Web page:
Friday, August 21st, 2015
August 21, 2015 | AEIdeas
This week saw the passing of Amy Kass, longtime friend to AEI, wife of AEI scholar Leon Kass, and advocate for civic and American history education. We pause to remember her and her inspiring and loving teaching.
Karlyn Bowman, Senior Fellow and Research Coordinator:
Though Amy Kass was not formally affiliated with AEI, she was always a part of the AEI family. We mourn her loss on Wednesday from a long battle with ovarian cancer. A colleague and friend to many here, a teacher to legions of young people, she had a presence that graced many AEI forums. Her contributions, with her husband AEI scholar Leon Kass, have been gifts to us all.
Their most recent AEI collaboration, written with Diana Schaub, What So Proudly We Hail: The American Soul in Story, Speech, and Song, discusses American identity, character, and citizenship through story and song. Their American Calendar project, a series of nine e-anthologies for different national holidays, helps us to understand the true meaning of each occasion. Yet another treasure is their collection of readings on courtship Wing to Wing, Oar to Oar. Examining old and new texts, they look at the ingredients that lead to marital success, something Amy and Leon achieved in their own marriage. Theirs was undoubtedly a marriage of true minds, and one from which we all benefit.
Gary J. Schmitt, Resident Scholar, Co-Director of the Marilyn Ware Center for Security Studies and Director of the Program on American Citizenship:
Amy Apfel Kass, wife of our AEI colleague Leon Kass, died this past week after a long fight against cancer. I knew of Amy from afar through friends who knew her and Leon from their days at the University of Chicago and St. John’s College in Annapolis. It wasn’t until I joined AEI ten years ago, however, that I began to know Amy a bit more. And it wasn’t until I began the Citizenship Program here a few years back, which coincided with the publication of her, Leon’s, and Diana Schaub’s volume, What So Proudly We Hail, and the subsequent (and very successful) program to make that volume come alive for teachers and students through new media, that I saw Amy, the teacher, “in action.”
Leon’s and Amy’s reputation as seminar teachers, of course, was well known among their former students and colleagues. But, as the saying goes, one had to see it to believe it.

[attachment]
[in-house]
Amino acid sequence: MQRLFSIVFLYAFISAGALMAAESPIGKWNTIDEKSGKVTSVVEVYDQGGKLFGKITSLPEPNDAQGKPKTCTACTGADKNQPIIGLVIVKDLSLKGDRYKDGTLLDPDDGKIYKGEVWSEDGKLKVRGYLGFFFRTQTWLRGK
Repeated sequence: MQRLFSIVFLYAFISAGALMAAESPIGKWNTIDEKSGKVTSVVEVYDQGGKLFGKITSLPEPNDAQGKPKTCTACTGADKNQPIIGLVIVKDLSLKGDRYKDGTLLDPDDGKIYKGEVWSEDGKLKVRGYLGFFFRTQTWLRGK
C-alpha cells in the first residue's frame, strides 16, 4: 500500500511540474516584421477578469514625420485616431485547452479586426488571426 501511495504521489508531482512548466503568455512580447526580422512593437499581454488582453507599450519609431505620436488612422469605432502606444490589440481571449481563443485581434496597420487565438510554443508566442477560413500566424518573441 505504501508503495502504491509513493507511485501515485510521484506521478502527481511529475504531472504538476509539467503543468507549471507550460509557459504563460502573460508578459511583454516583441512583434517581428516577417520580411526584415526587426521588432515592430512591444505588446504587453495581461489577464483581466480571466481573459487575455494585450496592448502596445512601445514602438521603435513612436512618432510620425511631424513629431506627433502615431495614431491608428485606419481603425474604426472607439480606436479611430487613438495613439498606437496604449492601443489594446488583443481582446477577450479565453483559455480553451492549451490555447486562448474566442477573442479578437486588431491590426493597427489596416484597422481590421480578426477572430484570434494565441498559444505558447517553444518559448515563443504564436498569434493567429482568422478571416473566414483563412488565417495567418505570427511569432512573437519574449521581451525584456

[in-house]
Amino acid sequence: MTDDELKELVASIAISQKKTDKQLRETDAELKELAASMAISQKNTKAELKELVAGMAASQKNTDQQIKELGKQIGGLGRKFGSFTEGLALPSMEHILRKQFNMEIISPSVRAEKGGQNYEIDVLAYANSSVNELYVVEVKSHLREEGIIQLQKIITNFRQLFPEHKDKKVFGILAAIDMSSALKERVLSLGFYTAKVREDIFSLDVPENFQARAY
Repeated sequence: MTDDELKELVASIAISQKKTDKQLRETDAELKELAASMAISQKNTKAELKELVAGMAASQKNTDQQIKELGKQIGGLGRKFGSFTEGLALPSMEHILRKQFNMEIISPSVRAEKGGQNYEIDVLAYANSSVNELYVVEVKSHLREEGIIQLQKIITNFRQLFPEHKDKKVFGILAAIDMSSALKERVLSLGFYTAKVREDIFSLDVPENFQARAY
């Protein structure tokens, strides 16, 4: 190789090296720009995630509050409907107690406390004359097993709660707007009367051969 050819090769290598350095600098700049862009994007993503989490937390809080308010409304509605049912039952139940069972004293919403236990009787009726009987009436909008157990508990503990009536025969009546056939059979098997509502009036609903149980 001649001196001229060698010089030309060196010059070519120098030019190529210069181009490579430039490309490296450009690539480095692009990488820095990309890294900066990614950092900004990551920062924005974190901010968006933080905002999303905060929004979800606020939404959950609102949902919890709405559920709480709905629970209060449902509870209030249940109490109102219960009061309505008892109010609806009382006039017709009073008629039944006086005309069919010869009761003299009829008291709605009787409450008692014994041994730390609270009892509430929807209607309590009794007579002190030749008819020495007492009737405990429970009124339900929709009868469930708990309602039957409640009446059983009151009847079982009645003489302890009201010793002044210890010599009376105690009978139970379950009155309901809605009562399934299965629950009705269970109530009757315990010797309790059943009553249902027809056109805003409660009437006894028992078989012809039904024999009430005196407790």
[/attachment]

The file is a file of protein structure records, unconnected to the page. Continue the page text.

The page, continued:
Perhaps the first time I truly saw them in action was at a conference the Citizenship Program held at Montpelier, the home of James Madison, with a wide variety of professional development programs for high school civic teachers. Over a lunch, Leon and Amy led the group through a discussion of the fictional short story, “The Man without a Country,” by Edward Everett Hale, showing in practice how, when properly led, such a seminar could raise for students understandable but still profound questions about citizenship and attachment to one’s country.
Particularly striking was their capacity to so smoothly but quickly get even the most skeptical of the educators around the table to fully engage, put forward their ideas about the story, and then watch their excitement grow as new insights about what they had recently read popped into their heads. But, like the great teachers they were, Amy and Leon did not let the discussion become a free-for-all. Subtly, with a sure hand, they guided the participants down the most productive paths by asking the right questions and by picking out the substantive points to be pursued from comments that, at first blush, were less than insightful. In the end, not only had the conference participants been fed lunch. They also had been nourished in a fashion they almost certainly had not anticipated.
The seminar was a “tag team” to be sure, with both Leon and Amy contributing and directing the substance of the discussion. But Amy’s role was especially revealing. She, on more than one occasion, would show particular pleasure in some new insight being generated by the discussion — a delight to the others at the table who now found themselves not only students being taught but, in some modest fashion, teachers themselves. Add to that Amy’s willingness at times to offer a different opinion than Leon did on some interpretative point, and, ever so gently, Amy would create an impression of equality around the table: a sense that, in a true seminar, we’re all in this together to hear and learn from each other. As the great teacher she was, Amy understood the need for students to feel like they had discovered some new land themselves… even when she had slipped them the map and compass to get them there. It was a lesson Amy taught me.